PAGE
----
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On puzzling SE there are what are called "matchstick problems" in which math is written in match sticks and you are allowed to move a certain number of them to get a certain property.

In this question we will be considering only integers represented in a 7-segment display format. Here are all 10 digits in that format:

 __          __   __          __    __    __    __    __
|  |     |   __|  __|  |__|  |__   |__      |  |__|  |__|
|__|     |  |__   __|     |   __|  |__|     |  |__|   __|    

Each segment of the display is one "match-stick" which can be moved independently of the rest of the number. Matchsticks are indivisible and indestructible, the cannot be broken or removed by any means.

A common puzzle is to take a number given in base 10 and try to make the largest number possible in a given number of moves. A move is considered to be one movement of a matchstick from any occupied slot to any other unoccupied slot. You are perfectly permitted to make new digits on either side of the number, for example 0 can be made into 77 give 3 moves

 __      __  __      __   __      __   __
|  |    |  |        |  |    |       |    |
|__| ,   __|     ,     |      ,     |    |

However you may not make one slot into 2 or make new slots between existing ones, for example turning a 4 into an 11 in the middle of a number or inserting new digits in between existing ones. Each move need not make a proper number but the final result should be a proper number in the base 10 seven segment display. You need not use every move if you do not wish to. Unlike on puzzling this is a [tag:close ended question] you may not use any operators (multiplication, exponentiation, etc.) or mathematical constants (Pi, Graham's number, etc.) in your answers.

Task

Write a program or function that takes a number and a number of moves as input and returns the largest number that can be made with that many moves on the original number.

This is a question so answers will be scored in bytes, with less bytes being better.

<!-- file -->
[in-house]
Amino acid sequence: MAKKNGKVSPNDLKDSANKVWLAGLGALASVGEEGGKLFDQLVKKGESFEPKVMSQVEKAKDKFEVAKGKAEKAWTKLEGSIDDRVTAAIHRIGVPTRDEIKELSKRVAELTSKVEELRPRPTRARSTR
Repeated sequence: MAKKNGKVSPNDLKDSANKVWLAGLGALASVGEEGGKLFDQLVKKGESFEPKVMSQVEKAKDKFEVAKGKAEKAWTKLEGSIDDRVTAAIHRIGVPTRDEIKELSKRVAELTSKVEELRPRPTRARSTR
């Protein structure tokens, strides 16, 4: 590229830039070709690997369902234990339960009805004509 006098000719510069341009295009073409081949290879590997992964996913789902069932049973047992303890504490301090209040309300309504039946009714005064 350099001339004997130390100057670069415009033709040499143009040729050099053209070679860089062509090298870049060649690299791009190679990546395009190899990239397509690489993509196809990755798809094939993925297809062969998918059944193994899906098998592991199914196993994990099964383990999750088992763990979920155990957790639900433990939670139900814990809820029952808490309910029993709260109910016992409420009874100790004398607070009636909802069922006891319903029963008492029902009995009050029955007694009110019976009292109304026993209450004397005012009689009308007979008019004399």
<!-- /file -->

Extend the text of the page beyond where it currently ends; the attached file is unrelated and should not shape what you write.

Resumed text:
Test Cases

n, moves -> max
0, 1     -> 9
0, 3     -> 77
0, 4     -> 111
8, 3     -> 74
220, 1   -> 320
220, 2   -> 520
220, 3   -> 7227
220, 4   -> 22111
220, 5   -> 32111
747, 1   -> 747
747, 2   -> 7171
747, 3   -> 7711

Related

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  • 5
    \$\begingroup\$ I... actually stayed up late last night pondering the Levenshtein distance between various matchstick digits... What an odd coincidence :P \$\endgroup\$ – ETHproductions Jul 25 '17 at 17:03
  • 1
    \$\begingroup\$ Can empty slots formed in the middle be ignored at the end? E.g. 919, 2 -> 991 \$\endgroup\$ – DanTheMan Jul 26 '17 at 0:20
  • \$\begingroup\$ Related \$\endgroup\$ – geokavel Jul 26 '17 at 1:02
  • \$\begingroup\$ wheat wizard, which grid is being used? \$\endgroup\$ – tuskiomi Jul 26 '17 at 3:27
  • \$\begingroup\$ @tuskiomi "However you may not make one slot into 2 or make new slots between existing ones" \$\endgroup\$ – Wheat Wizard Jul 26 '17 at 3:28
7
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JavaScript (ES6), 297 286 279 267 bytes

Takes input in currying syntax (s)(k), where s is an array of digit characters and k is the number of moves (integer).

s=>k=>(B=(n,b=0)=>n?B(n^n&-n,b+1):b,b=[...p='u"[k,iy#}m'].map(c=>c.charCodeAt()+2),r=[],g=(n,d='')=>n?n>0&&b.map((v,i)=>g(n-B(v),d+i)):r.push(d))(s.reduce((s,c)=>s+B(b[c]),M=0))&&b.map((_,j)=>r.map(n=>M=[...n+p].reduce((t,d,i)=>t+B(b[d]^b[s[i-j]]),0)>k*2|+n<M?M:n))|M

Test cases

let f=

s=>k=>(B=(n,b=0)=>n?B(n^n&-n,b+1):b,b=[...p='u"[k,iy#}m'].map(c=>c.charCodeAt()+2),r=[],g=(n,d='')=>n?n>0&&b.map((v,i)=>g(n-B(v),d+i)):r.push(d))(s.reduce((s,c)=>s+B(b[c]),M=0))&&b.map((_,j)=>r.map(n=>M=[...n+p].reduce((t,d,i)=>t+B(b[d]^b[s[i-j]]),0)>k*2|+n<M?M:n))|M

console.log("0   / 1 -> " + f([..."0"  ])(1)) // -> 9